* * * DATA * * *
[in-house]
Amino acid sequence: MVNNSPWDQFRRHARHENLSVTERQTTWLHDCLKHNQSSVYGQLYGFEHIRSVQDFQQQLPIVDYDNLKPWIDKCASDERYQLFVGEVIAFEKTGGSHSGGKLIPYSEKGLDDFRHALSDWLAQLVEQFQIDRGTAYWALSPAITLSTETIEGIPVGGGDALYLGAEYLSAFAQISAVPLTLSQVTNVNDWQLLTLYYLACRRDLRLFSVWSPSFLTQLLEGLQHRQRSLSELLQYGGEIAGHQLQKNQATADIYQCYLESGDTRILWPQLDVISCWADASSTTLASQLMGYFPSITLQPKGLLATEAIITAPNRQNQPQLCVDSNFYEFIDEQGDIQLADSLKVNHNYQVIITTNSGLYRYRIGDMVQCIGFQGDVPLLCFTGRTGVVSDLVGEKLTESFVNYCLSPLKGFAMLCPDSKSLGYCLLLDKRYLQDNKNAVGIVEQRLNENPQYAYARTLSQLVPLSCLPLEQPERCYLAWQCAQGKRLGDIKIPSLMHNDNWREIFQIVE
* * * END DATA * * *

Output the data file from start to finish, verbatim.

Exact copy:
[in-house]
Amino acid sequence: MVNNSPWDQFRRHARHENLSVTERQTTWLHDCLKHNQSSVYGQLYGFEHIRSVQDFQQQLPIVDYDNLKPWIDKCASDERYQLFVGEVIAFEKTGGSHSGGKLIPYSEKGLDDFRHALSDWLAQLVEQFQIDRGTAYWALSPAITLSTETIEGIPVGGGDALYLGAEYLSAFAQISAVPLTLSQVTNVNDWQLLTLYYLACRRDLRLFSVWSPSFLTQLLEGLQHRQRSLSELLQYGGEIAGHQLQKNQATADIYQCYLESGDTRILWPQLDVISCWADASSTTLASQLMGYFPSITLQPKGLLATEAIITAPNRQNQPQLCVDSNFYEFIDEQGDIQLADSLKVNHNYQVIITTNSGLYRYRIGDMVQCIGFQGDVPLLCFTGRTGVVSDLVGEKLTESFVNYCLSPLKGFAMLCPDSKSLGYCLLLDKRYLQDNKNAVGIVEQRLNENPQYAYARTLSQLVPLSCLPLEQPERCYLAWQCAQGKRLGDIKIPSLMHNDNWREIFQIVE